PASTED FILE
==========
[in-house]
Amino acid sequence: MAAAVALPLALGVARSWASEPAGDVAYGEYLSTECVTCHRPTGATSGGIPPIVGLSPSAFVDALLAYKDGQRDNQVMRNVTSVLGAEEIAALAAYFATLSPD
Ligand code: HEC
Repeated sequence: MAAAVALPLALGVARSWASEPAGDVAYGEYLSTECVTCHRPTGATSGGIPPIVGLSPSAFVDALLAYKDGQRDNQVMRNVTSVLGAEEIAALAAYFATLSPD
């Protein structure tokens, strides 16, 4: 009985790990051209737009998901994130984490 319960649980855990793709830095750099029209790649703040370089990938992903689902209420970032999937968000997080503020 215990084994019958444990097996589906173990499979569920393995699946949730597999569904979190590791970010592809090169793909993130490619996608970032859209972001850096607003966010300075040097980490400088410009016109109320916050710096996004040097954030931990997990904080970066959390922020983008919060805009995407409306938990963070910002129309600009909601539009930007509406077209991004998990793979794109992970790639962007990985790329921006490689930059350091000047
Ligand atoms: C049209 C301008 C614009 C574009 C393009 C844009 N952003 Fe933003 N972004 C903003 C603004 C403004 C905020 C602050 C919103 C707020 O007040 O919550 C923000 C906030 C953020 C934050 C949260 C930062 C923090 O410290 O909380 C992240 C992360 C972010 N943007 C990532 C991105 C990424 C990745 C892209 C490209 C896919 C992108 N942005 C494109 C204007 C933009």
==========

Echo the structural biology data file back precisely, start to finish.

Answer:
[in-house]
Amino acid sequence: MAAAVALPLALGVARSWASEPAGDVAYGEYLSTECVTCHRPTGATSGGIPPIVGLSPSAFVDALLAYKDGQRDNQVMRNVTSVLGAEEIAALAAYFATLSPD
Ligand code: HEC
Repeated sequence: MAAAVALPLALGVARSWASEPAGDVAYGEYLSTECVTCHRPTGATSGGIPPIVGLSPSAFVDALLAYKDGQRDNQVMRNVTSVLGAEEIAALAAYFATLSPD
């Protein structure tokens, strides 16, 4: 009985790990051209737009998901994130984490 319960649980855990793709830095750099029209790649703040370089990938992903689902209420970032999937968000997080503020 215990084994019958444990097996589906173990499979569920393995699946949730597999569904979190590791970010592809090169793909993130490619996608970032859209972001850096607003966010300075040097980490400088410009016109109320916050710096996004040097954030931990997990904080970066959390922020983008919060805009995407409306938990963070910002129309600009909601539009930007509406077209991004998990793979794109992970790639962007990985790329921006490689930059350091000047
Ligand atoms: C049209 C301008 C614009 C574009 C393009 C844009 N952003 Fe933003 N972004 C903003 C603004 C403004 C905020 C602050 C919103 C707020 O007040 O919550 C923000 C906030 C953020 C934050 C949260 C930062 C923090 O410290 O909380 C992240 C992360 C972010 N943007 C990532 C991105 C990424 C990745 C892209 C490209 C896919 C992108 N942005 C494109 C204007 C933009």